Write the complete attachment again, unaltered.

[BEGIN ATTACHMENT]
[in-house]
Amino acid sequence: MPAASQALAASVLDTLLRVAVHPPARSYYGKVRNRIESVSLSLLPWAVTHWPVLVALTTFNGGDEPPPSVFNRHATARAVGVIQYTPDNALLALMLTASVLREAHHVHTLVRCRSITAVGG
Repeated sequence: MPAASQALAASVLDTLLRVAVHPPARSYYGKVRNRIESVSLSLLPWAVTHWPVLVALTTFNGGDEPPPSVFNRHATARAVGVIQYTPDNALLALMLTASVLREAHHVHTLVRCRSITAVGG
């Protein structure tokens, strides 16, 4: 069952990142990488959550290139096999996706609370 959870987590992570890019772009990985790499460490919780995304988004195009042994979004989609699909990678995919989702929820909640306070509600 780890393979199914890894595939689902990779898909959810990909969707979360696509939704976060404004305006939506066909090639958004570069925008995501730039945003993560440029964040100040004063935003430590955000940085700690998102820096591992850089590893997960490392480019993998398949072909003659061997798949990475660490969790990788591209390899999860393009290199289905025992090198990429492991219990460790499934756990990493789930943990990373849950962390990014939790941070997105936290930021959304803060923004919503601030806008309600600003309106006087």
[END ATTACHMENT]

[in-house]
Amino acid sequence: MPAASQALAASVLDTLLRVAVHPPARSYYGKVRNRIESVSLSLLPWAVTHWPVLVALTTFNGGDEPPPSVFNRHATARAVGVIQYTPDNALLALMLTASVLREAHHVHTLVRCRSITAVGG
Repeated sequence: MPAASQALAASVLDTLLRVAVHPPARSYYGKVRNRIESVSLSLLPWAVTHWPVLVALTTFNGGDEPPPSVFNRHATARAVGVIQYTPDNALLALMLTASVLREAHHVHTLVRCRSITAVGG
């Protein structure tokens, strides 16, 4: 069952990142990488959550290139096999996706609370 959870987590992570890019772009990985790499460490919780995304988004195009042994979004989609699909990678995919989702929820909640306070509600 780890393979199914890894595939689902990779898909959810990909969707979360696509939704976060404004305006939506066909090639958004570069925008995501730039945003993560440029964040100040004063935003430590955000940085700690998102820096591992850089590893997960490392480019993998398949072909003659061997798949990475660490969790990788591209390899999860393009290199289905025992090198990429492991219990460790499934756990990493789930943990990373849950962390990014939790941070997105936290930021959304803060923004919503601030806008309600600003309106006087």